Last week I met with a CEO ready to hire a new salesperson. I asked what role the salesperson would have. She (and many others I have met with over the years) said, “They have to hunt for new business and take care of all our existing clients.”
That’s a little like asking an outfielder to pitch: they both play baseball but have very different skill sets. If you have a small team, people have to play a variety of roles. But if I can find a great pitcher…
And then our conversation went to compensation: “How should I pay this new person? How can I motivate them?”
Then the conversation got even more complicated. She asked, “I sure can’t pay them as much as I’m paying my top salesperson!”
When I work with companies to find great salespeople, our first step is to gain great clarity on what the role is and isn’t. What experiences, skills, cognitive abilities, results, attitude and habits are required?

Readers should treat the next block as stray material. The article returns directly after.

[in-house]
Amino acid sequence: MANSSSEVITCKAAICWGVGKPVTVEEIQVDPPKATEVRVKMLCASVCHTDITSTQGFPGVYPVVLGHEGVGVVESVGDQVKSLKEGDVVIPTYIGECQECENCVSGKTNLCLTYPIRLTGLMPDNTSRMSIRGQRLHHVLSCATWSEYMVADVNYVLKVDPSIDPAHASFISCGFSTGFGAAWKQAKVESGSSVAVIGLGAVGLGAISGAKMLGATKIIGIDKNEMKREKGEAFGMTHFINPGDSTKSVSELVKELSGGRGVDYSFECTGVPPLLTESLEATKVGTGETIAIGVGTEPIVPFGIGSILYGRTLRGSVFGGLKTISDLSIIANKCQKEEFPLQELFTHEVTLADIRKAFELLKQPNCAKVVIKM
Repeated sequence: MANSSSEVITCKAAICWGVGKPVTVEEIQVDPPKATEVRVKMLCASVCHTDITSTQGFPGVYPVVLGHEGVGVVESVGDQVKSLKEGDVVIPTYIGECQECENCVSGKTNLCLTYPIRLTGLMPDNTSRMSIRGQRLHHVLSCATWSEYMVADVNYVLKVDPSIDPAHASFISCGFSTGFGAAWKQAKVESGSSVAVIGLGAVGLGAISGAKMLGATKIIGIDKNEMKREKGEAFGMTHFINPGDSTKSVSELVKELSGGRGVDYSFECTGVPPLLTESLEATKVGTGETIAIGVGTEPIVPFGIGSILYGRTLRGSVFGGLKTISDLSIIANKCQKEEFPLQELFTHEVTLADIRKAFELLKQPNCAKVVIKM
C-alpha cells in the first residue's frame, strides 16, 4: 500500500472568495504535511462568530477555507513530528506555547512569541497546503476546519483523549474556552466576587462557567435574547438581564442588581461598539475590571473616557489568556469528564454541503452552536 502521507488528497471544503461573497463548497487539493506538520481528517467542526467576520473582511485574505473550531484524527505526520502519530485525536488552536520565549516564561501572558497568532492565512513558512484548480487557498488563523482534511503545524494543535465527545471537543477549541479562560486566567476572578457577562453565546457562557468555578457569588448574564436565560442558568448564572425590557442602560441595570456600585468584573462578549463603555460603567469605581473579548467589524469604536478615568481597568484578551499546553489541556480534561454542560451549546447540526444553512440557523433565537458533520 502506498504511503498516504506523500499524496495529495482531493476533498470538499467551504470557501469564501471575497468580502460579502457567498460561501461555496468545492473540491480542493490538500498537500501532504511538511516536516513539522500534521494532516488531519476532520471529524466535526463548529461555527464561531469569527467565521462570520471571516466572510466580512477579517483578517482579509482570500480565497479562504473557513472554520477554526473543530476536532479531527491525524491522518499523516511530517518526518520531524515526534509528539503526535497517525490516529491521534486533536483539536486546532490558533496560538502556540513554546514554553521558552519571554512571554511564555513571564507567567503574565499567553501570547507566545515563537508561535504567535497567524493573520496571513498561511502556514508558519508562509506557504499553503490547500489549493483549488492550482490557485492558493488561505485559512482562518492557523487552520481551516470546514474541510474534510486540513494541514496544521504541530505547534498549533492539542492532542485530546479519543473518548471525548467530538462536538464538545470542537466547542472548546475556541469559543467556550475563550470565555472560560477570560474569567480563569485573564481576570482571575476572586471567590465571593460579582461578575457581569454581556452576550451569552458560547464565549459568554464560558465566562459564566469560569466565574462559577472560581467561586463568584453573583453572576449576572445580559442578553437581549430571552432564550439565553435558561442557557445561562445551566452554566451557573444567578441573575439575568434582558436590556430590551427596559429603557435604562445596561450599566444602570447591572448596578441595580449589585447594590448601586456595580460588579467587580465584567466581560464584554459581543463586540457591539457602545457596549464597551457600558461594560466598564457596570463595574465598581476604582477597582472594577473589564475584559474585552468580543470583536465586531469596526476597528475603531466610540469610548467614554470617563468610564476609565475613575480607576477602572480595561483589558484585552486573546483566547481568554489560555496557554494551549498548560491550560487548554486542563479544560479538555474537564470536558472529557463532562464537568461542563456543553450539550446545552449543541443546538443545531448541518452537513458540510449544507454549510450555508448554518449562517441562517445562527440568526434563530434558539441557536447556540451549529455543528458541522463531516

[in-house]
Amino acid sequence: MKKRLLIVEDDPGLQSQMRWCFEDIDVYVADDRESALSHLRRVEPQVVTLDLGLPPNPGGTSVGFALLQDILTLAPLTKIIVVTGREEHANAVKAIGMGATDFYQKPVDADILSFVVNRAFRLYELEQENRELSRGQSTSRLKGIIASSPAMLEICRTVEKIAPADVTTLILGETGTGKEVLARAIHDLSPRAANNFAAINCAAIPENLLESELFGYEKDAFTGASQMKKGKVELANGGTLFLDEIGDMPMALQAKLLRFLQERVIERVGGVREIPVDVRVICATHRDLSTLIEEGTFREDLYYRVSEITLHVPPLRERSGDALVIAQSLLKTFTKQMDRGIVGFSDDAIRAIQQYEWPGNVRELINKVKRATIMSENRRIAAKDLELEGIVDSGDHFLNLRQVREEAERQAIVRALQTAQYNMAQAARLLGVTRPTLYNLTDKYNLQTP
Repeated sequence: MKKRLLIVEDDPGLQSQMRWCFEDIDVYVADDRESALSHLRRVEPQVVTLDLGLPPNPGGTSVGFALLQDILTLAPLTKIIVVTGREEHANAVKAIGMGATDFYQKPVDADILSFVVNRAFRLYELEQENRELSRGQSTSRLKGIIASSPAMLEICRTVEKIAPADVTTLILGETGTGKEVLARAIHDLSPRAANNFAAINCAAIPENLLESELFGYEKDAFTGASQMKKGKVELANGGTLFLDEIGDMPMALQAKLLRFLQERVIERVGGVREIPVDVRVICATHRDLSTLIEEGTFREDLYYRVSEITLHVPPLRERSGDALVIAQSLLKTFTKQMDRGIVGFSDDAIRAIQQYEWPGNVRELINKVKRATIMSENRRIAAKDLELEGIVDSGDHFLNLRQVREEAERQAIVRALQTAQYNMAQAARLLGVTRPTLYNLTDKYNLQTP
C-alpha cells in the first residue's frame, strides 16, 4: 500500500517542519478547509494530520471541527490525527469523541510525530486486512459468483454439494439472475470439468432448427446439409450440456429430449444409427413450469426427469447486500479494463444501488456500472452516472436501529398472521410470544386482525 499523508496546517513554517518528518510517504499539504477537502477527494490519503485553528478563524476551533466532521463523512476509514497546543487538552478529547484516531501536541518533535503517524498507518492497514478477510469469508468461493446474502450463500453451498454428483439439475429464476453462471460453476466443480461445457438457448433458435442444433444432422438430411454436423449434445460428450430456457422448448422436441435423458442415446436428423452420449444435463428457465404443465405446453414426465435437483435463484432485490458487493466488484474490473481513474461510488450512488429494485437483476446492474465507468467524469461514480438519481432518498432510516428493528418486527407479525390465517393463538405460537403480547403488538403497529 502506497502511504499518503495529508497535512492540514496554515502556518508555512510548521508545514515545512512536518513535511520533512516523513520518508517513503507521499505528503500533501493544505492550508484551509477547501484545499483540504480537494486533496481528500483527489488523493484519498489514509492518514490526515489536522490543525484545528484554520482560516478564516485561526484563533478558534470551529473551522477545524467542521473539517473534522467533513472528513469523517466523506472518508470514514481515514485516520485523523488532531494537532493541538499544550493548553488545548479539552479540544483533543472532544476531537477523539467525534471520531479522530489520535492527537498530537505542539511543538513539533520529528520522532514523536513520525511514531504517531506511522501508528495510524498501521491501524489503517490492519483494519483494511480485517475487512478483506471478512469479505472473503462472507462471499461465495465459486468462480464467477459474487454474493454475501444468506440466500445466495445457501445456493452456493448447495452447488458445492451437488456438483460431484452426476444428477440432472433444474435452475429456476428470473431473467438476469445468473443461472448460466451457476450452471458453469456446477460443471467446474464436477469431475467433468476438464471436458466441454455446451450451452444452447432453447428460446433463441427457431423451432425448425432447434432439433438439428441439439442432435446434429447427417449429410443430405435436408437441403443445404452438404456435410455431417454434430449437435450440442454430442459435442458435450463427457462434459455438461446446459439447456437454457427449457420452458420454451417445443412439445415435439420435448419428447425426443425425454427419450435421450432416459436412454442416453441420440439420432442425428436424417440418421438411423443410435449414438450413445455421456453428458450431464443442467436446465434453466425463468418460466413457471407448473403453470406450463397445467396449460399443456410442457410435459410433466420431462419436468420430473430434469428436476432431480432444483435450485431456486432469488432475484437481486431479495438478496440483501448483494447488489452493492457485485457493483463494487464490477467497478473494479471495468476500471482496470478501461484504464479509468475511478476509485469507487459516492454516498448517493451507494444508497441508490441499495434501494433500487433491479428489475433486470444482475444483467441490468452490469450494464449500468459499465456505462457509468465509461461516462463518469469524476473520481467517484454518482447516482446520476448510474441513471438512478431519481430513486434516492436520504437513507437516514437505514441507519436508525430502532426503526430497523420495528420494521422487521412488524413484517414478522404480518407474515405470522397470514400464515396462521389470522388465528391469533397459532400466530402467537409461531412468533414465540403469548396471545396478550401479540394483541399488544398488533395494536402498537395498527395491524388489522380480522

When we review the sales process, where in that process is this person working: at the beginning (hunter), at the middle (qualifier and consultative salesperson) or at the end (Closer), or do they work the entire process?
Are they working in a large, current account to get greater penetration (Farmer) or is the goal to maintain current accounts and be sure they are not lost (account managers)? Or is their primary task to drive incremental, new business?
This article by Dave Kurlan provides some great perspective on how to look at your salespeople, and might change how and who to compensate differently.
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